and so, under a gray sky that seemed to be dripping fine mist, a small knot gathered. the pigeons, nearly a hundred, and the people, no more than seven or eight.

in all, there were nine loaves of bread, a bag of cracked corn, and 200 black-and-white cards that theobald had designed, printed and photocopied. each one showed a photo of joe, covered in pigeons, with the word compassion, defined: “deep awareness of others’ suffering, accompanied by the desire to alleviate it.”

beneath those words, she wrote simply: “joe zeman. 1930-2007. be the change.”

she had no solid plans for the simple sidewalk remembrance. just a loose notion to pass out a single slice of the bread, and a compassion card, to each passerby. hoping to stir up the spirit of joe, there at his hydrant.

for nearly an hour, a stream of folks flowed by. out on a warm gray sunday for a stroll, running an errand, chasing a bus, some stopped, some paused, others kept right on walking.

the sidewalk was slick from the mist. the curb was clogged with charcoal gray slush, the last bits of snow, melting.

crumbs of bread and the scattering of corn soon soaked up the spill from the mist and the snow. the pigeons returned, gobbled up bits, then roosted again.

stories were told. a refugee worker remembered how she passed by joe every morning, how his soft gentle ways infused her, reminded her how she ought to be. a young mother out walking her four-year-old stopped to say how many conversations joe and his birds had inspired. how she used him to teach her little ones how to be in the world they were just learning.

one old lady cried. a grad student, one whose teacher had penned a beautiful poem, a poem entitled, “endangered species,” a poem about joe, cleared her throat, turned toward the pigeons and began to read.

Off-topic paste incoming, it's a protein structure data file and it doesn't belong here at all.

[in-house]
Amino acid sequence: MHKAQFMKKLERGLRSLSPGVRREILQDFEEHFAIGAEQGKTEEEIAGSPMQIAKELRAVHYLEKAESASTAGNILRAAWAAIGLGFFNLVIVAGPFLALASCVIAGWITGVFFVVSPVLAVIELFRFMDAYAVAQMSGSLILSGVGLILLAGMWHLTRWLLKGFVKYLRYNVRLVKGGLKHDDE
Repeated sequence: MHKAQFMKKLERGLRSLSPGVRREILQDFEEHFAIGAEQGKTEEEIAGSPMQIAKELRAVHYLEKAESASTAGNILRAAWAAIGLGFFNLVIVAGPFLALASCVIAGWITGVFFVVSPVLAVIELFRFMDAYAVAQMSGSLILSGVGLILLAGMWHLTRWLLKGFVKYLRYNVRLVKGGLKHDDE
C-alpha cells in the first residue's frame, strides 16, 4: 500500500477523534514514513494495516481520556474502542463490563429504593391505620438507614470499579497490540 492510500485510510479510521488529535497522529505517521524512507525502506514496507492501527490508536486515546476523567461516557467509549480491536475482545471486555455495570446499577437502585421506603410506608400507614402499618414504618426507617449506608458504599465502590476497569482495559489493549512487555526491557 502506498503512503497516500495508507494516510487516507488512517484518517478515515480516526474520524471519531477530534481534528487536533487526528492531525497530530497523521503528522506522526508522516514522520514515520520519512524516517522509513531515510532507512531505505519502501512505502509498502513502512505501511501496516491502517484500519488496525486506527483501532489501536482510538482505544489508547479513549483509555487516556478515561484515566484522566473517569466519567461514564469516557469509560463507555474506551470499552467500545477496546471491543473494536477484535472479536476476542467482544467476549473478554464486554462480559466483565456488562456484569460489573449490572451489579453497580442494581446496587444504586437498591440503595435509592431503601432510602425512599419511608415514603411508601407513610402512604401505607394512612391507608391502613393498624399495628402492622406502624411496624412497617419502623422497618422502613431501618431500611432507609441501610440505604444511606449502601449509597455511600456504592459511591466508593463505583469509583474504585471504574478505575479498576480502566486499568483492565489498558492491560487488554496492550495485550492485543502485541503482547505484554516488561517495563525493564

the last line of the poem is the one i can’t forget: “who is to say you cannot collect love?”

it was the city at its slushiest, grittiest, there where the pigeons do and mind all their business.

and it was there that a woman who teaches synagogue sunday school dreamed up this holy sidewalk communion, for the birds and the un-winged friends, all so very much missing an old hunched-over man who tried to teach only this:

“i’m really advertising to the public how easy it is to be good without an attitude,” he once told me. “it’s just as easy to show decency as it is to hate today.”

don’t forget joe. be the change.

blessed monday, blessed back-to-the-real-world monday. i needed to take you all to the sidewalk to see what i saw, to hear what i heard. i have a similar story in the tribune today, but i couldn’t say there all that i can say here at the table. so this one’s for you.

long as we’re here, i just wanted to say happy blessed day to mbw, another urban saint among us. she’s my kind of hero, used to leave her car unlocked every night so some homeless folk could find shelter and a soft place to sleep. she was my first best boss at children’s. i picked her to be my firstborn’s godmother, cuz hers is a soul and a wisdom any child would be so blessed to absorb.

at our house it was a rocky beginning to the week. hope yours was smoother. and here’s a prayer that all of us find what it takes to return to the real world, but still hold onto the magic of unwrapping mornings, and twinkling nights. the test is now, to find peace in the long list of to-do’s. hope the story of joe, and the hydrant, brings you a bit of what you might need this january monday.